SEARCH

SEARCH BY CITATION

Keywords:

  • Asia–Pacific;
  • breast cancer;
  • clinical trials;
  • treatment guidelines

Abstract

  1. Top of page
  2. Abstract
  3. INTRODUCTION
  4. MANAGEMENT OF METASTATIC BREAST CANCER
  5. CLINICAL EXPERIENCE IN ASIA–PACIFIC REGION
  6. CLINICAL TRIALS IN ASIA–PACIFIC POPULATIONS
  7. NEED FOR ASIA–PACIFIC TREATMENT GUIDELINES
  8. CONCLUSION
  9. REFERENCES

There is an urgent need to identify the best ways to manage breast cancer in women in the Asia–Pacific region. It is increasingly recognized that disease patterns, efficacy and toxicities of various treatment regimens, differ between Asia–Pacific women and women in the West. Despite these differences, breast cancer treatment in the Asia–Pacific region often follows evidence-based treatment guidelines based on Western clinical trials. To obtain the best possible outcomes in the Asia–Pacific region, country-specific breast cancer clinical trials and registries are crucial. Findings should be integrated into country-specific consensus treatment guidelines. These measures would facilitate the best choice of drugs, the optimal doses, and the optimal schedules for treating women with breast cancer in the Asia–Pacific region.


INTRODUCTION

  1. Top of page
  2. Abstract
  3. INTRODUCTION
  4. MANAGEMENT OF METASTATIC BREAST CANCER
  5. CLINICAL EXPERIENCE IN ASIA–PACIFIC REGION
  6. CLINICAL TRIALS IN ASIA–PACIFIC POPULATIONS
  7. NEED FOR ASIA–PACIFIC TREATMENT GUIDELINES
  8. CONCLUSION
  9. REFERENCES

Over the past five years, breast cancer prevention, treatment and survival outcomes have improved substantially throughout the world.1 Advances in understanding the molecular etiology of breast cancer have led to the development of more effective treatment regimens with improved tolerability profiles.2 In the Asia–Pacific region, the rising burden of breast cancer has resulted in the implementation of national screening programs and efforts to improve disease management, as clinical data on new agents and regimens have become available. The integration of treatment guidelines for breast cancer, the development of cancer registries and the increased participation of cross-disciplinary health-care providers are also helping to improve care. For example, a significant improvement in overall survival after distant metastases in women with breast cancer (P = 0.0228) was observed between the years 1995–2000 and 2001–2005 at the Chang Gung Memorial Hospital in Taiwan (Dr YC Lin, personal communication).

However, it is becoming increasingly evident that breast cancer is a heterogeneous disease. Evidence from clinical studies indicates that substantial differences exist between Asian and Western women with respect to their molecular phenotype and the natural course of the disease, which effects their responsiveness to and toleration of treatment.3–7 One's ethnic background may contribute to the molecular diversity of breast cancer.8,9 Differences in the toleration of chemotherapeutic agents have been reported between Asia–Pacific and Western women.10–12 As a result, it may not be possible to extrapolate safety results, dosing schedules, and efficacy data from large randomized trials that primarily involve Western women only.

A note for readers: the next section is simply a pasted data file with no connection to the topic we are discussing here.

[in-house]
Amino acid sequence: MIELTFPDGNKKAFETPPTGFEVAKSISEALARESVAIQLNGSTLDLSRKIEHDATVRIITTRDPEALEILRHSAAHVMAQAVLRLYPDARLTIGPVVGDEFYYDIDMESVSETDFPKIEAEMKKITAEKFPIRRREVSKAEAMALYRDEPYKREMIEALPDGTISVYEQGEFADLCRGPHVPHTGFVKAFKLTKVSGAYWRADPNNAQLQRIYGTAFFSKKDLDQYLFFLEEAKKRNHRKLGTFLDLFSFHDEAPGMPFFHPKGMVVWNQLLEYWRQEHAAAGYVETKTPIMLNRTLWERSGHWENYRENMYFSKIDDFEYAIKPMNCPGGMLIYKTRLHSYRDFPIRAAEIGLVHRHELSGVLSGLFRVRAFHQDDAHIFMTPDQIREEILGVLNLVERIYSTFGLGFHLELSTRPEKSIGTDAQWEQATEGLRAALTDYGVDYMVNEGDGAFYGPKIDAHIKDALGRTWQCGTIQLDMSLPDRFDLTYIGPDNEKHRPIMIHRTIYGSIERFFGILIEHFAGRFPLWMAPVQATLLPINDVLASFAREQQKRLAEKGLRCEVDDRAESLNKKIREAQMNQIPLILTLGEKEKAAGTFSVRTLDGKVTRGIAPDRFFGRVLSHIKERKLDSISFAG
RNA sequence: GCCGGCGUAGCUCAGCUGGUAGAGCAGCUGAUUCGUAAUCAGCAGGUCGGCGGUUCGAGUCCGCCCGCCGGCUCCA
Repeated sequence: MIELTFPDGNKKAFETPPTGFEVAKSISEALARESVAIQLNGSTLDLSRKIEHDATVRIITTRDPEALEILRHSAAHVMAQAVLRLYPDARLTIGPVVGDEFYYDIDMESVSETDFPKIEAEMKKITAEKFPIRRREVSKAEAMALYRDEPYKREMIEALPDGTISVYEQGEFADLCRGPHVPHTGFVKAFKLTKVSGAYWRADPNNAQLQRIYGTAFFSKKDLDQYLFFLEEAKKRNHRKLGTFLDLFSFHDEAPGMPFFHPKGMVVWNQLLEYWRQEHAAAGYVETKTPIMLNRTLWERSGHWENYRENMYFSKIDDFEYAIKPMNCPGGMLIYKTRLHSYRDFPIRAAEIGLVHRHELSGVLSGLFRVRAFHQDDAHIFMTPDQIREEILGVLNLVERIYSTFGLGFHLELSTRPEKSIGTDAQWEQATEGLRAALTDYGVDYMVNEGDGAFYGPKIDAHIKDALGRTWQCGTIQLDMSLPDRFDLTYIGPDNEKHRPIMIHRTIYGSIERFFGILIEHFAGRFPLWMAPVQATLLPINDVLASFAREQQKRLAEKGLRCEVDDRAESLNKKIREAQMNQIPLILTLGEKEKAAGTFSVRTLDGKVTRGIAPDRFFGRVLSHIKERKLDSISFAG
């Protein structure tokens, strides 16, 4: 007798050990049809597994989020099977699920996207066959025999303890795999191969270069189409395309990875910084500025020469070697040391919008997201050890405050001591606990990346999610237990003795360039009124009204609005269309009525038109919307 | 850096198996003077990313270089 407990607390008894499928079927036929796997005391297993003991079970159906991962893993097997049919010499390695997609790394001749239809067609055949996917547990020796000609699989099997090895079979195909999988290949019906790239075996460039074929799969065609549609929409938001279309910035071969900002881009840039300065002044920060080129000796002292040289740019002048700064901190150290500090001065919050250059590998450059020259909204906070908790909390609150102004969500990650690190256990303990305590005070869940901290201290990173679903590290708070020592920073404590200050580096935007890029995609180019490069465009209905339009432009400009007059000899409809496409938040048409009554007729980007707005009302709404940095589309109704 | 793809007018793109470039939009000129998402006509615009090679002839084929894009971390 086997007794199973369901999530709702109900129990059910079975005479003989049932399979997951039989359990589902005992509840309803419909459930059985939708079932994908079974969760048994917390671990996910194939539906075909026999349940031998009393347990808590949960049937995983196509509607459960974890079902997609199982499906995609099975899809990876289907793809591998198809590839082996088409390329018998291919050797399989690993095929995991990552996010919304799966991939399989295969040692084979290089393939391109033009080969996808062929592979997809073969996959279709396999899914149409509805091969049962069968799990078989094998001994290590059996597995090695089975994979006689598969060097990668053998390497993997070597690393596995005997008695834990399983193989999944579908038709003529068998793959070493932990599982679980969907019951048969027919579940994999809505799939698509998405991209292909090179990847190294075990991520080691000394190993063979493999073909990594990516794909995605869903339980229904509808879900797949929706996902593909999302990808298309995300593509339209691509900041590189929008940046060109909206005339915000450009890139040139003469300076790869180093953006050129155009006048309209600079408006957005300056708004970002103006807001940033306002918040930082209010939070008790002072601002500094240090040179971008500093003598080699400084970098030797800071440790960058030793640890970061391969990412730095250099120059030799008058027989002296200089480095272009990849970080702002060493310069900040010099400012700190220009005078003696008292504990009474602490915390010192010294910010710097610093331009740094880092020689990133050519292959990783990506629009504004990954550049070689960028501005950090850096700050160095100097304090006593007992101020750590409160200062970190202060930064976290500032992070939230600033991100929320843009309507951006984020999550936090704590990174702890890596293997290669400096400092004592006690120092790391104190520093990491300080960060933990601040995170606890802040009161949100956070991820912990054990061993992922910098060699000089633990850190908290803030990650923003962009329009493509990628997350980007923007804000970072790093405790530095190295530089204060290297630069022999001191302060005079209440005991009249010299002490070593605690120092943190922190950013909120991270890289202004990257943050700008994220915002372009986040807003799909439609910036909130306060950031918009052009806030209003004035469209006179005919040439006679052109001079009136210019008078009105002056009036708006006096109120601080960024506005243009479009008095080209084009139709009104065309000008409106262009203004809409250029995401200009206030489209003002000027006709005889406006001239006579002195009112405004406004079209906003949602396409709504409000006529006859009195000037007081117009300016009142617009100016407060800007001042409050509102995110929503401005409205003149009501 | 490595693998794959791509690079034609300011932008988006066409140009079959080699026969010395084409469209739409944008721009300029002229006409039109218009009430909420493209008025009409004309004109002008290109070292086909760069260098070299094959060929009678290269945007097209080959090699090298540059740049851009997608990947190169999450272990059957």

This review examines the management of metastatic breast cancer, the importance of increasing patient participation in clinical trials, and developing treatment guidelines to optimize breast cancer treatment in the Asia–Pacific region. Strategies for overcoming the barriers to implementing these initiatives in countries with limited resources are discussed.

MANAGEMENT OF METASTATIC BREAST CANCER

  1. Top of page
  2. Abstract
  3. INTRODUCTION
  4. MANAGEMENT OF METASTATIC BREAST CANCER
  5. CLINICAL EXPERIENCE IN ASIA–PACIFIC REGION
  6. CLINICAL TRIALS IN ASIA–PACIFIC POPULATIONS
  7. NEED FOR ASIA–PACIFIC TREATMENT GUIDELINES
  8. CONCLUSION
  9. REFERENCES

Although the etiology and natural history of breast cancer appears to differ between Asia–Pacific women and Western women, the main goals of treatment are similar: to prolong life, to prevent and relieve symptoms and to maintain the patient's quality of life. Depending on the features of the disease and the clinical characteristics of the patient, treatment options for metastatic breast cancer include surgery, endocrine therapy, chemotherapy, targeted therapy and supportive treatments, such as radiotherapy and bisphosphonate therapy.2

Resection of the primary tumor is not routinely advised for patients with metastatic breast cancer at diagnosis because the disease is considered incurable. Recent reports, however, indicate that the complete surgical excision of the primary tumor improves patient survival.13–17 Candidates for curative surgery in patients with metastatic breast cancer that exhibited an isolated metastasis, have a good performance status and have achieved a long disease-free interval following the treatment of the primary tumor. A review of five-year outcomes for patients with breast cancer treated with surgery, with or without chemotherapy, showed survival rates of 35–80% in patients with isolated metastases to the lung18–20 and 22–46% in patients with isolated metastasis to the liver.21–24 For patients with isolated metastases to the brain who were treated with surgery, with or without whole-brain irradiation, five-year survival ranged from 7–38%.25–27 Additionally, in patients with supraclavicular lymph node metastases, overall survival and distant metastasis-free survival is related to the number of positive axillary lymph nodes.28 Univariate analysis of overall survival after supraclavicular lymph node metastasis showed significant improvements in five-year survival rates with surgery (P = 0.0327) and neck control (P = 0.0136), but not with chemotherapy, radiotherapy or hormonal therapy.28